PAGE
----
Vorderwald cattle

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Vorderwald Cattle
Vorderwaelder stehend.JPG

Vorderwald Cattle (in German: Vorderwälder Rind) are a dual purpose cattle breed adapted, like the related Hinterwald cattle breed, to the rough mountain conditions of the Black Forest in Germany.

Characteristics[edit]

They are reputed to be long-lived with strong legs and feet allowing them to graze on the mountains. The head and legs are generally white and the body has red, brown or even black patches or spots. They have forward curving horns. Cows are typically 135 cm tall at the withers and weigh about 600 kg. Bulls are typically 150 cm tall at the withers and weigh about 1,050 kg.[1]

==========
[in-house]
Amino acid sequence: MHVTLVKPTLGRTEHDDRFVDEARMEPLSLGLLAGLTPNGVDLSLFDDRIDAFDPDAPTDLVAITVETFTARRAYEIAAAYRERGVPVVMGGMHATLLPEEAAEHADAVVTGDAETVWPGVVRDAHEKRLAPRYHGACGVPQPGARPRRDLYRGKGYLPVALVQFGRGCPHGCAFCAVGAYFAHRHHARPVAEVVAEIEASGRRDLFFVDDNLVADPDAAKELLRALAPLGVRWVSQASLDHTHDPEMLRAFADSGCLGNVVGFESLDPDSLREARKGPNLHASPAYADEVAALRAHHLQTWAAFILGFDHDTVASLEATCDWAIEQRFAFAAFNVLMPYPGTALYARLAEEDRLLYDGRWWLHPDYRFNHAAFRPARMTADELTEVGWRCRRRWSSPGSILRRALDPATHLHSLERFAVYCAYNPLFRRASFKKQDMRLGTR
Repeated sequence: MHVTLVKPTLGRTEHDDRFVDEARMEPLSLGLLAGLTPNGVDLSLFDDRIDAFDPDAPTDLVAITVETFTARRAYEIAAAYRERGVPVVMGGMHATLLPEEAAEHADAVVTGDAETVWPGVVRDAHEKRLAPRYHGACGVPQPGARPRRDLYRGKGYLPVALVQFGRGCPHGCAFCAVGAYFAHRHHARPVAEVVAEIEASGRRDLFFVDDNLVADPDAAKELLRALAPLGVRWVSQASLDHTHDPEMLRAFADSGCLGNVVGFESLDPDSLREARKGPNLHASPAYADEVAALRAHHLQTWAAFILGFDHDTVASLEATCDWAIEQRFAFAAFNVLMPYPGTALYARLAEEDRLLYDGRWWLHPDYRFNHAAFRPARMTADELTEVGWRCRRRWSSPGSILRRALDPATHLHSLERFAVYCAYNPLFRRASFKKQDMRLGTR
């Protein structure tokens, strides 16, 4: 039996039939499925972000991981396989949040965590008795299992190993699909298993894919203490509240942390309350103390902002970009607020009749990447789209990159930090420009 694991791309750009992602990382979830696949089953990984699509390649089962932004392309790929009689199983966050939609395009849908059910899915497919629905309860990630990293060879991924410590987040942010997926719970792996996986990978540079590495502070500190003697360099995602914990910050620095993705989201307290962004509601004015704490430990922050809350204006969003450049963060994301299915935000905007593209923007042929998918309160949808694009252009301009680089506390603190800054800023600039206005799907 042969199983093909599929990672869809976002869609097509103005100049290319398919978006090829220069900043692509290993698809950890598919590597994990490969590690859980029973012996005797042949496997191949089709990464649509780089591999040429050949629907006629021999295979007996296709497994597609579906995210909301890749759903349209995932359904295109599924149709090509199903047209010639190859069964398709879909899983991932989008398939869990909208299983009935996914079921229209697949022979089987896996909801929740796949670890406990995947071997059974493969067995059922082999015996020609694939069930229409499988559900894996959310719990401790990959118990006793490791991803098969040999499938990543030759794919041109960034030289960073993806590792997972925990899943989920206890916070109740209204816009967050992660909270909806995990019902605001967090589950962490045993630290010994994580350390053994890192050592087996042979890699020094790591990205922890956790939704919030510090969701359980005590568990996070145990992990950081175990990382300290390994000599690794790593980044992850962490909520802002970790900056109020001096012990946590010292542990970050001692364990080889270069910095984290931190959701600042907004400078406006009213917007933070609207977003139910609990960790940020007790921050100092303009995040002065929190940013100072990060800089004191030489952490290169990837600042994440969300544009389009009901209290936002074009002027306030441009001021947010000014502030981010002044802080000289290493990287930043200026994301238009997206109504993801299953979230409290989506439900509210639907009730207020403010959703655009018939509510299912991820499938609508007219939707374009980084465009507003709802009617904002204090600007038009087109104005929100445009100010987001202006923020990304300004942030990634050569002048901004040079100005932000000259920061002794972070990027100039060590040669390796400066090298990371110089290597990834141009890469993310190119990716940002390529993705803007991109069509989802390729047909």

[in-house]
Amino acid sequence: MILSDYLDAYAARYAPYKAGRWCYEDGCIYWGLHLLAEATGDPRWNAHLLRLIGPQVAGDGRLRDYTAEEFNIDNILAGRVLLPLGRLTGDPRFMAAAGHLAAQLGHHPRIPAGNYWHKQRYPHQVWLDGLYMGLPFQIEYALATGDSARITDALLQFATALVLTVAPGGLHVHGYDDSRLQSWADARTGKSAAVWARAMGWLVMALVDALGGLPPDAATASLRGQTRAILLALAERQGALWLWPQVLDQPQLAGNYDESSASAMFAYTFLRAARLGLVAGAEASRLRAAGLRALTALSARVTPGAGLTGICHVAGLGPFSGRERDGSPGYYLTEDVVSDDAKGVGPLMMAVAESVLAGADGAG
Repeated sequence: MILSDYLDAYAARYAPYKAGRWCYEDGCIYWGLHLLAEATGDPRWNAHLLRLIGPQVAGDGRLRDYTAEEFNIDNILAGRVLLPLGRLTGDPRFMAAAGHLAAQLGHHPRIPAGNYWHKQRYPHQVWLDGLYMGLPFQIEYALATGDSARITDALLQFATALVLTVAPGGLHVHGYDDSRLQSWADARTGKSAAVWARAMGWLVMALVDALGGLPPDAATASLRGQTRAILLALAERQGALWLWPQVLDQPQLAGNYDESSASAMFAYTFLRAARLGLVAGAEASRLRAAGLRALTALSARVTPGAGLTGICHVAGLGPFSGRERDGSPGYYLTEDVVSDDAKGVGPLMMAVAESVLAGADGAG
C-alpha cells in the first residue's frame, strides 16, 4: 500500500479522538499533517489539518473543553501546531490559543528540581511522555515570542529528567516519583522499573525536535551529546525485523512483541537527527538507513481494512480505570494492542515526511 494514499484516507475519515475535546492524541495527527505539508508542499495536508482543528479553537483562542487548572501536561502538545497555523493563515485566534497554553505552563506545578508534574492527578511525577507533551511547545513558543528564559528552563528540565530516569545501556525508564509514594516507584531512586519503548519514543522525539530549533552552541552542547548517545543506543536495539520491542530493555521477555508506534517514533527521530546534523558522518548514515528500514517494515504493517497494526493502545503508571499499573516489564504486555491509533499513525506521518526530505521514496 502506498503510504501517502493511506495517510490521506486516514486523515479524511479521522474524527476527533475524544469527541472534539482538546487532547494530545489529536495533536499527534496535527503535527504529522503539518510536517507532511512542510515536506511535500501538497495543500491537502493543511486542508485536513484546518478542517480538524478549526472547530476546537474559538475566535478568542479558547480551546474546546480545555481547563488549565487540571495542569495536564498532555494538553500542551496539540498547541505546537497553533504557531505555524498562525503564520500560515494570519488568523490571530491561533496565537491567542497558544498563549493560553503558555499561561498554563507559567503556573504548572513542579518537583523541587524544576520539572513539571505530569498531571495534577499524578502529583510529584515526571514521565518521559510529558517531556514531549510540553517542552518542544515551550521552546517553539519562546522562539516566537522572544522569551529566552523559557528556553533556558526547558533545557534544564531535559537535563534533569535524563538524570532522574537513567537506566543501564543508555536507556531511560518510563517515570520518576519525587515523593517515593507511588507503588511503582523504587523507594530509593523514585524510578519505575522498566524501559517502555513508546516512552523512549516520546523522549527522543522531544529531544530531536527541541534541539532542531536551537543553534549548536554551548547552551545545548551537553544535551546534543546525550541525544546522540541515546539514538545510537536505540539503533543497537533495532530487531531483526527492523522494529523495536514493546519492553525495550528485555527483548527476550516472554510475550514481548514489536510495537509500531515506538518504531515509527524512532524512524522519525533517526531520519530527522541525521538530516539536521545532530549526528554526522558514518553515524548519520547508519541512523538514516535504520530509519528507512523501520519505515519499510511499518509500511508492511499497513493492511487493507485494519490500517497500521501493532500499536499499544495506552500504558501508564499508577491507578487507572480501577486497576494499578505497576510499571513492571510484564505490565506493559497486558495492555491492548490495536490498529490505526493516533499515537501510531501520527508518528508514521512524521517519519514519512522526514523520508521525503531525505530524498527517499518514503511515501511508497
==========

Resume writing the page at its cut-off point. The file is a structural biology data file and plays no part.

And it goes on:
History[edit]

The so-called "Wald Cattle" were mentioned for the first time in 1544. They were already differentiated between a bigger breed, today's Vorderwald cattle, and a smaller breed, today's Hinterwald cattle. A herdbook was established in 1896. After 1960 there was some crossbreeding with Ayrshire cattle.

Population[edit]

In 2004 there were 4826 females in the herd book with numbers slowly declining.

References[edit]